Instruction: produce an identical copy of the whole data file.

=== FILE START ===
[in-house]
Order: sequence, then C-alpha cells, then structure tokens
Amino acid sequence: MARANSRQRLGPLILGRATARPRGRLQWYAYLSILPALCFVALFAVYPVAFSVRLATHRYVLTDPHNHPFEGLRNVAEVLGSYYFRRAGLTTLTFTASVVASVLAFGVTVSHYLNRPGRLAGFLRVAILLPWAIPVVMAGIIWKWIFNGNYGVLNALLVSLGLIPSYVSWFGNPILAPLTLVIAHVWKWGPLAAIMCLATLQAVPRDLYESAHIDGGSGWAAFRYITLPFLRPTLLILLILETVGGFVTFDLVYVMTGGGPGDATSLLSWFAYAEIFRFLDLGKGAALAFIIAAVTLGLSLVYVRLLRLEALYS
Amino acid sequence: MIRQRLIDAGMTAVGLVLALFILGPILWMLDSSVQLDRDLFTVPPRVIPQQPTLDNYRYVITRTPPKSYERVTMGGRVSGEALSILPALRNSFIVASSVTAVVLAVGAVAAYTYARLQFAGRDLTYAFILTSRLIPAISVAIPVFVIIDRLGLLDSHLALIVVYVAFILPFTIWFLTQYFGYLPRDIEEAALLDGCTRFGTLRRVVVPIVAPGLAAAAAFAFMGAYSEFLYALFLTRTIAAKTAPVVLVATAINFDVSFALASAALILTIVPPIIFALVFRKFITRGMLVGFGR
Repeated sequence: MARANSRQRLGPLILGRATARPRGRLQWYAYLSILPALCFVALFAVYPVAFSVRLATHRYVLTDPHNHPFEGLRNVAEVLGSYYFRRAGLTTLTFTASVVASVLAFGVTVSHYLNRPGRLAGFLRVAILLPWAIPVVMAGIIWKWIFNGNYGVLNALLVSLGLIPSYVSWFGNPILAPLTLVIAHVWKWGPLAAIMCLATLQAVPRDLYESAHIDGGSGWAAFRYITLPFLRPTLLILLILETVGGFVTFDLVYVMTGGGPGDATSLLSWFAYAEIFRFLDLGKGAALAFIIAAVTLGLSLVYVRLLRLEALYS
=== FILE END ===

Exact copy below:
[in-house]
Order: sequence, then C-alpha cells, then structure tokens
Amino acid sequence: MARANSRQRLGPLILGRATARPRGRLQWYAYLSILPALCFVALFAVYPVAFSVRLATHRYVLTDPHNHPFEGLRNVAEVLGSYYFRRAGLTTLTFTASVVASVLAFGVTVSHYLNRPGRLAGFLRVAILLPWAIPVVMAGIIWKWIFNGNYGVLNALLVSLGLIPSYVSWFGNPILAPLTLVIAHVWKWGPLAAIMCLATLQAVPRDLYESAHIDGGSGWAAFRYITLPFLRPTLLILLILETVGGFVTFDLVYVMTGGGPGDATSLLSWFAYAEIFRFLDLGKGAALAFIIAAVTLGLSLVYVRLLRLEALYS
Amino acid sequence: MIRQRLIDAGMTAVGLVLALFILGPILWMLDSSVQLDRDLFTVPPRVIPQQPTLDNYRYVITRTPPKSYERVTMGGRVSGEALSILPALRNSFIVASSVTAVVLAVGAVAAYTYARLQFAGRDLTYAFILTSRLIPAISVAIPVFVIIDRLGLLDSHLALIVVYVAFILPFTIWFLTQYFGYLPRDIEEAALLDGCTRFGTLRRVVVPIVAPGLAAAAAFAFMGAYSEFLYALFLTRTIAAKTAPVVLVATAINFDVSFALASAALILTIVPPIIFALVFRKFITRGMLVGFGR
Repeated sequence: MARANSRQRLGPLILGRATARPRGRLQWYAYLSILPALCFVALFAVYPVAFSVRLATHRYVLTDPHNHPFEGLRNVAEVLGSYYFRRAGLTTLTFTASVVASVLAFGVTVSHYLNRPGRLAGFLRVAILLPWAIPVVMAGIIWKWIFNGNYGVLNALLVSLGLIPSYVSWFGNPILAPLTLVIAHVWKWGPLAAIMCLATLQAVPRDLYESAHIDGGSGWAAFRYITLPFLRPTLLILLILETVGGFVTFDLVYVMTGGGPGDATSLLSWFAYAEIFRFLDLGKGAALAFIIAAVTLGLSLVYVRLLRLEALYS